This work aims at exploiting the quantum properties of light in order to develop new communication devices. The study is devoted to the quadrature components (quantum continuous variables) of a single mode of the electromagnetic field in the pulsed regime. A quantum key distribution protocol using coherent states has been demonstrated, and opens the way for practical high-rate quantum cryptography devices.
In order to study the use of quantum specificities such as squeezing and entanglement, we have developed a new source of pulsed squeezed states and entangled states. This source is based on the nonlinear conversions of ultrashort pulses. We also describe the first observation of a degaussification protocol, that maps individual pulses of squeezed vacuum onto non-Gaussian states. Finally, we study some optical set-ups allowing for a loophole-free Bell test using continuous variables and efficient homodyne detections.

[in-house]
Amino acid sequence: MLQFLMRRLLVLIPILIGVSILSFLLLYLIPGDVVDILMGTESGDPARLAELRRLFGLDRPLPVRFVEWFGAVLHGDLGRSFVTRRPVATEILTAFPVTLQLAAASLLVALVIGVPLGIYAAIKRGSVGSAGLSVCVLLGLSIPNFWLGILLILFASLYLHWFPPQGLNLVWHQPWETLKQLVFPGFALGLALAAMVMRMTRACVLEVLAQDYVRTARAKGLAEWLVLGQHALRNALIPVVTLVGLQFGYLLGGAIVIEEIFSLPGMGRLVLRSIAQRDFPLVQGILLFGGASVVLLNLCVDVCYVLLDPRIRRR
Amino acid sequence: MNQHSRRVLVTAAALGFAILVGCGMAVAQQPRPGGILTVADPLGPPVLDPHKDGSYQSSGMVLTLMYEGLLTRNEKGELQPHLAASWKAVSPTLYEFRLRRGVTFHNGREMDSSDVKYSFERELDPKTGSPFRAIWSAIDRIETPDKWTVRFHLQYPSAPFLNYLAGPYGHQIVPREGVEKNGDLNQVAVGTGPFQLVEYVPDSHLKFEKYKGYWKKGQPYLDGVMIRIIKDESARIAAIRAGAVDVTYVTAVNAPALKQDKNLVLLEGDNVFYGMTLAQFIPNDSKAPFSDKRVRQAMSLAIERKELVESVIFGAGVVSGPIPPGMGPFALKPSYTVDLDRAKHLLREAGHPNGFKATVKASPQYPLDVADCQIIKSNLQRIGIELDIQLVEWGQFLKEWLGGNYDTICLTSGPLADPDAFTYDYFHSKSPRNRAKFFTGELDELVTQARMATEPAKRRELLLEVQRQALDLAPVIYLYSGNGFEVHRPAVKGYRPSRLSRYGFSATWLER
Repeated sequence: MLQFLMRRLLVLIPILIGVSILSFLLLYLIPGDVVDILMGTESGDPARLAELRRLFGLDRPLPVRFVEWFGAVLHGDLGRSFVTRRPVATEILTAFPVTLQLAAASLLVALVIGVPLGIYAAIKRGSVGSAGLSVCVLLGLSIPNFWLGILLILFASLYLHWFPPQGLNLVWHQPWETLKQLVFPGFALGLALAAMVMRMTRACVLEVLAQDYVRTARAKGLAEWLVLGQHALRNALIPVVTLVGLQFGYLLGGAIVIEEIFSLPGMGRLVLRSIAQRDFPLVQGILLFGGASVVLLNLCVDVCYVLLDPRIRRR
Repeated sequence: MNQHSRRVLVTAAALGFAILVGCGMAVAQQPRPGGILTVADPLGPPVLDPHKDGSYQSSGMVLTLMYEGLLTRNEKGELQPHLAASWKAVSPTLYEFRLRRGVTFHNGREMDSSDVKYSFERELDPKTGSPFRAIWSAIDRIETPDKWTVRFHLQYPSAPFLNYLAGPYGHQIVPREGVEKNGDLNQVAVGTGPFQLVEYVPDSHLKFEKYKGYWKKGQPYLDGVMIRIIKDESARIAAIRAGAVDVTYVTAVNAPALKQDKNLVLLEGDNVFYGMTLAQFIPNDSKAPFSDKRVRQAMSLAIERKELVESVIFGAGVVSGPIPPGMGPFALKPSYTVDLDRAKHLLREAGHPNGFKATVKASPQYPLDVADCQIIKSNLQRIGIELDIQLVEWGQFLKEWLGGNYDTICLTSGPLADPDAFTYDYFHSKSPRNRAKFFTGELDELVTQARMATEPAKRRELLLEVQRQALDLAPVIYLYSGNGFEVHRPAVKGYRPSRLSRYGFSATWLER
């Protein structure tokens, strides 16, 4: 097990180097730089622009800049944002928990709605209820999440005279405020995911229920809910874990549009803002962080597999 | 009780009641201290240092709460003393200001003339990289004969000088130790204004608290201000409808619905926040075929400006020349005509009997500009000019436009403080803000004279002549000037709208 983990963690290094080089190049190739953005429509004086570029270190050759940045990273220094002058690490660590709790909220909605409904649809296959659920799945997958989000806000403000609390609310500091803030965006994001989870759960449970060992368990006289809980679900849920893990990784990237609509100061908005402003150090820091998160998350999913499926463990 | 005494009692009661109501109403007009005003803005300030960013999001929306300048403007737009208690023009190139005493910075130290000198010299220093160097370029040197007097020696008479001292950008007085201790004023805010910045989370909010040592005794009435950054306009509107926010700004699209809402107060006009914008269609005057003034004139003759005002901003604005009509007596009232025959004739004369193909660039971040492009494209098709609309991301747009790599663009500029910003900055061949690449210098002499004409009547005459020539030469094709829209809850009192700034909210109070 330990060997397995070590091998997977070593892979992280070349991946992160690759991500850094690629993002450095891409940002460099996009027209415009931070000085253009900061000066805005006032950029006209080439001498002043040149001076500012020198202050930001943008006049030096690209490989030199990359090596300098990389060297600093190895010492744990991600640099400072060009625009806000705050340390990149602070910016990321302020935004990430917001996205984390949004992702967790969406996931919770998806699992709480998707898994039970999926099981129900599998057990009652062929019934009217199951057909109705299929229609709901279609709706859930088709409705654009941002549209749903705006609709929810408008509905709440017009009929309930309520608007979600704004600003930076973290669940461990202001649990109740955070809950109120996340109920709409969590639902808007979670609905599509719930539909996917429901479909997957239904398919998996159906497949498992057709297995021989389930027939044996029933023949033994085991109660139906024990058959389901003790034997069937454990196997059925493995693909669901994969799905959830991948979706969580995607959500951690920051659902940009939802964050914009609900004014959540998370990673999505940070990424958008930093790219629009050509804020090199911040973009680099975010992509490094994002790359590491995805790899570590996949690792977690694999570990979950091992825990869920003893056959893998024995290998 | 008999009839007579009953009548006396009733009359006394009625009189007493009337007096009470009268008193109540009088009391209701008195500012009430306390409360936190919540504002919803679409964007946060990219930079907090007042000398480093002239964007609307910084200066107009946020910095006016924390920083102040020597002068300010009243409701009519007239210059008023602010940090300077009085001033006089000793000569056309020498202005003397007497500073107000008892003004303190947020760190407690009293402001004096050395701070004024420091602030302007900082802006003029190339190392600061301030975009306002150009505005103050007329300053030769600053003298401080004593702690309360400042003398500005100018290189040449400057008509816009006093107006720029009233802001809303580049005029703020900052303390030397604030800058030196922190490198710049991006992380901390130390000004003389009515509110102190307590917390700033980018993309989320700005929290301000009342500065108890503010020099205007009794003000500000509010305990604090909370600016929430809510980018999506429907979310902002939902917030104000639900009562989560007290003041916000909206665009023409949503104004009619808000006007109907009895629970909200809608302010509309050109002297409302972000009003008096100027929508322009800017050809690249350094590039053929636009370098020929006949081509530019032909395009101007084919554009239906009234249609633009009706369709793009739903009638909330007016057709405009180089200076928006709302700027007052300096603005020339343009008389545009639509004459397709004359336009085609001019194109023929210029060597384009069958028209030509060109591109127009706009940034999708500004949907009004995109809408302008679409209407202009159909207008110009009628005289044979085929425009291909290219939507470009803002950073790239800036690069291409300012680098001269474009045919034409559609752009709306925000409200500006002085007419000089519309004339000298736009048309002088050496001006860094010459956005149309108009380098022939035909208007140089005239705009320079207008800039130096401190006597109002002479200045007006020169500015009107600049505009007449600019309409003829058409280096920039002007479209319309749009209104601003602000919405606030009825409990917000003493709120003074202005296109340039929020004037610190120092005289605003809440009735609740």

Quantum information - quantum communication - quantum cryptography - continuous variables - pulsed homodyne detection - femtosecond pulses - parametric amplification - squeezed states - non-Gaussian states - entanglement - Bell's inequalities